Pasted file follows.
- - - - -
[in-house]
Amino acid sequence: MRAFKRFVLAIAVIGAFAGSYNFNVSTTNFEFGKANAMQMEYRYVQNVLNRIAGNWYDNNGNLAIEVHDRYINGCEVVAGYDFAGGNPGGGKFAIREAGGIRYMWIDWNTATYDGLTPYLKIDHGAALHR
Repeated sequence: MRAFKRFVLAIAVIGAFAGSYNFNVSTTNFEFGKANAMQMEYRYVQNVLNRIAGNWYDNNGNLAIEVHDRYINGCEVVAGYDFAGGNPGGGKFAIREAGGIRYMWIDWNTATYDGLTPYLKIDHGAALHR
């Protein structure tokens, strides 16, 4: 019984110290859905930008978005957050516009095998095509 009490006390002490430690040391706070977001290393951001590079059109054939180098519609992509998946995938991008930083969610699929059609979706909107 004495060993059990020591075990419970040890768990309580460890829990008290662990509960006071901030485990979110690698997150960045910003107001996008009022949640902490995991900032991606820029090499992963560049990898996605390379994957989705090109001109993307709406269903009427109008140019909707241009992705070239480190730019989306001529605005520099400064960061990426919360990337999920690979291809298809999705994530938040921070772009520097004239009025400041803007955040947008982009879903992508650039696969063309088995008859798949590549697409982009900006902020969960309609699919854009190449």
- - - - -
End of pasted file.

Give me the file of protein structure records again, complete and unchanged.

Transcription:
[in-house]
Amino acid sequence: MRAFKRFVLAIAVIGAFAGSYNFNVSTTNFEFGKANAMQMEYRYVQNVLNRIAGNWYDNNGNLAIEVHDRYINGCEVVAGYDFAGGNPGGGKFAIREAGGIRYMWIDWNTATYDGLTPYLKIDHGAALHR
Repeated sequence: MRAFKRFVLAIAVIGAFAGSYNFNVSTTNFEFGKANAMQMEYRYVQNVLNRIAGNWYDNNGNLAIEVHDRYINGCEVVAGYDFAGGNPGGGKFAIREAGGIRYMWIDWNTATYDGLTPYLKIDHGAALHR
């Protein structure tokens, strides 16, 4: 019984110290859905930008978005957050516009095998095509 009490006390002490430690040391706070977001290393951001590079059109054939180098519609992509998946995938991008930083969610699929059609979706909107 004495060993059990020591075990419970040890768990309580460890829990008290662990509960006071901030485990979110690698997150960045910003107001996008009022949640902490995991900032991606820029090499992963560049990898996605390379994957989705090109001109993307709406269903009427109008140019909707241009992705070239480190730019989306001529605005520099400064960061990426919360990337999920690979291809298809999705994530938040921070772009520097004239009025400041803007955040947008982009879903992508650039696969063309088995008859798949590549697409982009900006902020969960309609699919854009190449």